Chesapeake Energy Corporation (NYSE:CHK) stock seems to have stabilized today after tumbling on Thursday following the company’s third-quarter results. One would have thought that the Chesapeake Energy 3Q17 earnings beat would’ve been good news, but it was paired with something investors have no patience for right now: increased capital expenditures.
Chesapeake Energy 3Q17 earnings beat wasn’t enough
It seems investors just aren’t in the mood to let higher spending fly as even Facebook stock has been struck for that despite the strong earnings beat. Unfortunately for Chesapeake, it already has quite a lot of debt, so when investors heard that it wants to increase spending, even an earnings beat wasn’t good enough to make up for it. On the other hand, a few, like Tesla, can get away with doing the very same thing for an extended period while running at a loss. Oil just isn’t as sexy as electric cars, after all.
Chesapeake Energy 3Q17 earnings came in at 12 cents per share, excluding items, which beat the consensus by a penny. However, the company’s revenue fell 14.6% year over year to $1.94 billion, which missed the consensus of $2.07 billion. Production was down 15%, although Chesapeake warned about that in September. Volumes came in at 542 million barrels of oil equivalent per day. The company also said that production growth would be flat to modest next year.
Chesapeake also raised the bottom of its guidance range for capital expenditures for this year by $200 million, although it said it plans to spend less next year. The company’s long-term debt is still close to $10 billion, and it continues to chip away at that balance slowly, this time by selling another $2 billion to $3 billion in assets to support its balance sheet.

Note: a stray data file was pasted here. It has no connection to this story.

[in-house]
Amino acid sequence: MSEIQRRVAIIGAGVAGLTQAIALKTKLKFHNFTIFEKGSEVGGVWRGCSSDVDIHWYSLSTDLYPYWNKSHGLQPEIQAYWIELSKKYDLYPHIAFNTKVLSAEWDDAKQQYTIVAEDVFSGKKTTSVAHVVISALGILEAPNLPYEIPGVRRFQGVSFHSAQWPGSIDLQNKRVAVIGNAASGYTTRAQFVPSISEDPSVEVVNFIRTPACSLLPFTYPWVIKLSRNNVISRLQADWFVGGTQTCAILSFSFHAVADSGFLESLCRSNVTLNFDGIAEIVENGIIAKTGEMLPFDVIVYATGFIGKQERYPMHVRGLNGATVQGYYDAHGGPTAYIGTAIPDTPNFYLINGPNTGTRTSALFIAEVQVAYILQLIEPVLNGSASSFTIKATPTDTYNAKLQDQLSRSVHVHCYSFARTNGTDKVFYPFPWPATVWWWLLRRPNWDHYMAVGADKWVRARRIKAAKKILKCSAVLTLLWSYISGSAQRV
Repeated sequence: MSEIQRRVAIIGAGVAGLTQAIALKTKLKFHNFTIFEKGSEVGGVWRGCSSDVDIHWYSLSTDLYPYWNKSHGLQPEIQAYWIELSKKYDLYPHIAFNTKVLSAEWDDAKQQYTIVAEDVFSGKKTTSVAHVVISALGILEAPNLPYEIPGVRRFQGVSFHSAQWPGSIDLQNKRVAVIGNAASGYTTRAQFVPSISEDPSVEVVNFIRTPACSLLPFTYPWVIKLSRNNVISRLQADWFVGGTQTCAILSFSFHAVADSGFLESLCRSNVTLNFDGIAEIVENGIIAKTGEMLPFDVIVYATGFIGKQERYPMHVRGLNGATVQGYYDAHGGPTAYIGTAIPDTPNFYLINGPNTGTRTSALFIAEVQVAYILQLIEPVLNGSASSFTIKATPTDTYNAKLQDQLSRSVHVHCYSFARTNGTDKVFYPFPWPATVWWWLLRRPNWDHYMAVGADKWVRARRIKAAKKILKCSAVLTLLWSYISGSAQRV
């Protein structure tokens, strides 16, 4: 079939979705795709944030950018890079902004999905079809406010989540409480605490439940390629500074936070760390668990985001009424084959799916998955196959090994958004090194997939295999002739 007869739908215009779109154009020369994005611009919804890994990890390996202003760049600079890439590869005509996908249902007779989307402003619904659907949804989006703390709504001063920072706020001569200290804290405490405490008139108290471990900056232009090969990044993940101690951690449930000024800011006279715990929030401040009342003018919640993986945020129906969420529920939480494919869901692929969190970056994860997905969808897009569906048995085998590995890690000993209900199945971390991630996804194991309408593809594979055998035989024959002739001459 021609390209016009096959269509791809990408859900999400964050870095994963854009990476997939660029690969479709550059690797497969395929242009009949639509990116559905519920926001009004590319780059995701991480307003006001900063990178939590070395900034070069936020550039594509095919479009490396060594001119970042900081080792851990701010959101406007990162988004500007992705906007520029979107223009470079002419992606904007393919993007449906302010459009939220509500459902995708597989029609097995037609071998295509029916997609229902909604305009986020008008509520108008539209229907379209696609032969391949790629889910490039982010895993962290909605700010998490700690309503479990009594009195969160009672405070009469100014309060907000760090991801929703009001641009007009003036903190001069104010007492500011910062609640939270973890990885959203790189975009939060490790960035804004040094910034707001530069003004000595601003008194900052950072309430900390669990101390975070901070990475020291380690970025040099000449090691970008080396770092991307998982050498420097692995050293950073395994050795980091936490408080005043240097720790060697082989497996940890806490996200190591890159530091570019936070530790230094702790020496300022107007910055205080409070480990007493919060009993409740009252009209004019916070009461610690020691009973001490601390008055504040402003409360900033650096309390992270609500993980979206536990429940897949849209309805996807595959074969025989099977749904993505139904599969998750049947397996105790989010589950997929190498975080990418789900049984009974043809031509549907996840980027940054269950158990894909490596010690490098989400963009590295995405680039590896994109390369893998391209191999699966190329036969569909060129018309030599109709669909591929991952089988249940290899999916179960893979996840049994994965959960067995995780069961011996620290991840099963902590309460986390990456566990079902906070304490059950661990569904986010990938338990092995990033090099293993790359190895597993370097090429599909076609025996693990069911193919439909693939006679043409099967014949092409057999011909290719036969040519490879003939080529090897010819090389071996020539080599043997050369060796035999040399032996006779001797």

Price target for Chesapeake Energy stock cut
Barclays analyst Thomas Driscoll slashed his price target for Chesapeake stock following the third-quarter earnings release. He reiterated his Underweight rating and slashed his price target for Chesapeake Energy stock from $3 to $2 per share. He also said the Street was looking for about 8% growth in production for next year, meaning that the guide for “flat to modest” growth just fell flat on investors.
Further, he said that this production guide with an estimated one-third reduction in capital expenditures next year will leave the company $300 million to $350 million short of covering its budget using cash flow. In Driscoll’s view, the Chesapeake Energy 3Q17 earnings results demonstrate that the company has made progress, but he also believes that it is “poorly positioned relative to peers, leverage remains challenging, and it needs to sell assets to cover its overspend.”
Chesapeake Energy’s debt is too heavy
Jefferies analyst Mark Lear also rates Chesapeake Energy stock at Underperform, and he already had a $2 price target on it. He feels that the company’s debt burden is just “too heavy” for the asset base that it has. He pegs Chesapeake’s outspend at about $450 million next year based on the current futures pricing, and he estimates that the company will outspend its cash flow by about $100 million in 2018. He added that without a rally in commodities, a much bigger asset sale or “greatly enhanced well returns,” the company will continue to be in a difficult position. He thinks the best course of action would be to sell off “an entire operating area” with the goal of generating enough cash to “right-size” its balance sheet.
Chesapeake Energy stock slipped by another 0.27% to $3.64 on Friday and is no down by nearly 7% since the third-quarter earnings release.